We know that the bladder is a poorly understood organ, critical for storing metabolic waste. What we don’t know is how this unique environment impacts bladder immunity to common diseases such as urinary tract infections (UTI) and bladder cancer.
With UTI being second only to respiratory infection in prevalence, and bladder cancer being the fifth most common cancer in men, a deeper understanding of immunity in the bladder was needed “The EU-funding gave me the stability to build a team and focus on two of the main research priorities of the Institut Pasteur - antibiotic-resistant bacteria and cancer,” says Dr Molly Ingersoll, the Institut Pasteur-based researcher who led the EU-funded UPECBCG project. “I'm grateful to the EU for supporting my work.”
Immune cells negatively impact immunity to bladder infection
The UPECBCG project set out to study the bladder’s immune system, with the aim of advancing our understanding of UTI and bladder cancer to improve treatment of these diseases. What they discovered was unexpected. Typically, an organ’s immune cells respond to limit an infection. However, in the bladder, the opposite holds true, as a large proportion of the immune cells present seem to negatively impact immunity following an infection. “This was quite surprising to us as we think of these cells as being critical for killing bacteria and resolving infection,” explains Ingersoll. “Yet they do not appear to play this role in the bladder.”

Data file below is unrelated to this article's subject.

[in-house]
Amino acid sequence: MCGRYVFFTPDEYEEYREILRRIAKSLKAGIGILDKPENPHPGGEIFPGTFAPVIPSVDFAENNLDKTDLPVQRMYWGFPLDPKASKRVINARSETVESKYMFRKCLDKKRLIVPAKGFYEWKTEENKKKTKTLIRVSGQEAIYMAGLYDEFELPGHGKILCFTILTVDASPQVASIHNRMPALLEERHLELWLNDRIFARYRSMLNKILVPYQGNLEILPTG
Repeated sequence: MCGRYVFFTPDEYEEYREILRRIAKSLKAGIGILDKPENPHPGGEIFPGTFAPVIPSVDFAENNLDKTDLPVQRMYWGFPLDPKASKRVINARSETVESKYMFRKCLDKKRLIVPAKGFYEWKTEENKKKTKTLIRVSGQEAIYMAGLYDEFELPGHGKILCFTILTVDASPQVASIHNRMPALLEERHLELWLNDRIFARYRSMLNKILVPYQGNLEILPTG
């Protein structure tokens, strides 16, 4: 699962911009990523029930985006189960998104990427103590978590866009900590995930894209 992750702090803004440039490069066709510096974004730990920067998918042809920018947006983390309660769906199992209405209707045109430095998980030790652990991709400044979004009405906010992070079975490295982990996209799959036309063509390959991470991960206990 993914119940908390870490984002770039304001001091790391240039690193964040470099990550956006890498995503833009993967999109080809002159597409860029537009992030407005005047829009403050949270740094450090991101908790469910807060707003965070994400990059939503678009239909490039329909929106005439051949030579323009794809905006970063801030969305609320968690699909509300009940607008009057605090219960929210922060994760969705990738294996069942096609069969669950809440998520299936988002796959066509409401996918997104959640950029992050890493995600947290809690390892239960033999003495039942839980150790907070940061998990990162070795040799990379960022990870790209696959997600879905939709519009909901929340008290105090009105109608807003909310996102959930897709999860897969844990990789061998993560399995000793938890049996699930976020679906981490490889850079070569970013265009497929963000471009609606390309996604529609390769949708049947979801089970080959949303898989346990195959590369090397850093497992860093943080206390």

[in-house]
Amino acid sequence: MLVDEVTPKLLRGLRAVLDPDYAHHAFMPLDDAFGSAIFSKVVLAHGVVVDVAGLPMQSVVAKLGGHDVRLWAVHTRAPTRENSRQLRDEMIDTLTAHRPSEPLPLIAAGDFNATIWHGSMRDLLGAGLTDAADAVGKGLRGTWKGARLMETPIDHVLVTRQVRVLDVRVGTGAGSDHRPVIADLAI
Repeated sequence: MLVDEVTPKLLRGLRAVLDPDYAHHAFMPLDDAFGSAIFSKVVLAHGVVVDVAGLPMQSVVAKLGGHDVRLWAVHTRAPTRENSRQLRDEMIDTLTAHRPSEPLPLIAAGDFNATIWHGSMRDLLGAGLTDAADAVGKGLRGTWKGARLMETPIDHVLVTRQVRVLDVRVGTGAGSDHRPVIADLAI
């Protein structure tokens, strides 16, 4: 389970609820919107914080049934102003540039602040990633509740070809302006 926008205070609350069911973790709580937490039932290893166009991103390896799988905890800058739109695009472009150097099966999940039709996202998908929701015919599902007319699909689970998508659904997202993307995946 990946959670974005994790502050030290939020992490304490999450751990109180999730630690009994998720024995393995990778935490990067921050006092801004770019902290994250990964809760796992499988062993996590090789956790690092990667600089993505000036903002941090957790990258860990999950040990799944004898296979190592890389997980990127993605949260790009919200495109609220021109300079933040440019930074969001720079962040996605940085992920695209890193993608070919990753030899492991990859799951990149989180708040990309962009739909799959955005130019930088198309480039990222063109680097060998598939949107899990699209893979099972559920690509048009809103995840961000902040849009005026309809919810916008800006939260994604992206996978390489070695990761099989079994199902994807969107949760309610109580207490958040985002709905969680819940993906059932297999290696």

This discovery laid the foundation for additional studies – and findings – into immunity in the bladder. For example, by studying the level of inflammation that follows the placement of an indwelling catheter, researchers found that the use of such devices increases the risk for potentially multi-drug resistant UTI in the first 24-hours. “We also discovered that there are differences in how bladder immune cells respond to infections in females and males,” adds Ingersoll. “Whereas females resolve their infection, males tend to develop chronic UTI, and this could impact how treatment decisions will be made in the clinic.”
These studies have led Dr Ingersoll and her team to look more closely at the role of these specific immune cells and potential sex differences in the response to immunotherapy for bladder cancer. Using two new models, these studies are ongoing.
New approaches are needed to fight infection in the bladder
Based on the work done during the course of the project, Dr Ingersoll’s team is now working on immunotherapies for UTI as a way of treating multi-drug resistant uropathogenic bacteria without using antibiotics. “Uropathogens make up a large part of the WHO’s critical list of bacterial infections desperately needing new antibiotics due to multi-drug resistance,” says Ingersoll. “We believe that we can manipulate the bladder’s immune response to better fight these infections, thus avoiding the overuse of antibiotics. Indeed, the efficacy of antibiotics is threatened by the global dissemination of multi-drug resistant uropathogens.”
Thanks to the UPECBCG project’s research, the medical field is benefiting from a better understanding of the immune response in the bladder. Ingersoll and her team of researchers believe that this understanding will soon lead to the development of new drugs capable of improving the bladder’s response to infection and cancer therapy.